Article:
I always considered astrology bullshit.
Of course, that never stopped me from clicking on articles about when I would find love or what my most attractive trait was and then scrolling down to read my horoscope. Just for kicks, you know? For the hell of it.
My twin sister, on the other hand, lived and breathed astrology. She followed star patterns and created birth charts and complained every time Mercury went into retrograde.
She knew everyone’s zodiac signs as well as she knew their names. So when a woman on our shared college campus suffered from an early death, my sister skimmed through the article detailing the drowning and laughed.
“Sorry,” she said. “That girl was an Pisces. A water sign. It’s just weird she died that way, is all. Ironic.”
But when the next victim died only two days later, she stopped laughing and started making phone calls. To the school newspaper. To the police. To a string of people who hung up and called her crazy.
That latest incident involved a girl we knew, a girl who graduated from the same high school class as us and used to stop by during every house party and BBQ.
We lost touch over the last four years, but still… The girl was the definition of sweetheart. She worked at the zoo a few miles away, feeding the animals. She owned three cats and two dogs. The type of girl who preferred pets to people.
And the poor thing got attacked by a lion. Mauled to death by an animal she helped name.
And her star sign? Leo.
Over the next three weeks, the murders continued across our town. It took the media three or four killings to link together what my sister knew during the first one, during the drowning. That zodiacs had something to do with it.
A Scorpio stung by a poisonous scorpion.
A Sagittarius shot through the heart with an arrow.
A Taurus stabbed through the toros with a set of horns. (Not from a live bull, but from a wall-mounted head.)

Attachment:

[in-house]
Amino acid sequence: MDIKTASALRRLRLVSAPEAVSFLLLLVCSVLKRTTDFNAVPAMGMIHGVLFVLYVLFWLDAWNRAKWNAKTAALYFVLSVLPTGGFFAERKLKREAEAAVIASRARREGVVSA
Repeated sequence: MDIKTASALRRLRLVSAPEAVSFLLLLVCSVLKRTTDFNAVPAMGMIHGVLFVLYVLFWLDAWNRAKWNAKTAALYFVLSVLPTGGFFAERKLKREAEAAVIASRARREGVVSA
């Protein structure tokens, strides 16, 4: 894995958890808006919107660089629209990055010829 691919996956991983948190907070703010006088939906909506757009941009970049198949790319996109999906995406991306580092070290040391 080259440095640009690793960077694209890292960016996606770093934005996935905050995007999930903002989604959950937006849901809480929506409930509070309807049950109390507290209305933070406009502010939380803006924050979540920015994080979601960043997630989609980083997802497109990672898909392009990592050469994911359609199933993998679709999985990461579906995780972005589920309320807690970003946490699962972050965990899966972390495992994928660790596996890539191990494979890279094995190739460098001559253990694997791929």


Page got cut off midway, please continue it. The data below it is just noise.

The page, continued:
My sister read each article closely, absorbing the tiniest details and printing out the most captivating pieces to hang on her cork board. Her obsession jumped from astrology in general to the AstroKiller.
I took notice, of course. I loved my sister, but I read thrillers like Gone Girl and Before I Go To Sleep and The Girl On The Train. Stories about how you never truly knew the person sleeping next to you — or the person who spent nine months in the womb with you.
Besides, if any of her astrology shit was true, Gemini like us were inconsistent. Unpredictable. Untrustworthy.
So when the next death occurred, a more creative one this time, I did my research. Looked up the time of the incident. Tried to remember whether my sister had been home or out during that exact minute. If she had an alibi or not.
“Did you hear yet?” she asked as she burst through our bedroom door, and I clicked away from the article. “He killed a Cancer this time. It’s disgusting. These murders are getting more and more fucked up.”
She acted like it sickened her, but by the sound of her voice, I could have sworn she enjoyed it. That she was excited, or at least impressed, by the killer’s (or her own?) handiwork.
The Cancer she mentioned had been a little boy, only six years old, who was stuffed into a bolted-closed wooden box and covered with live crabs and lobsters.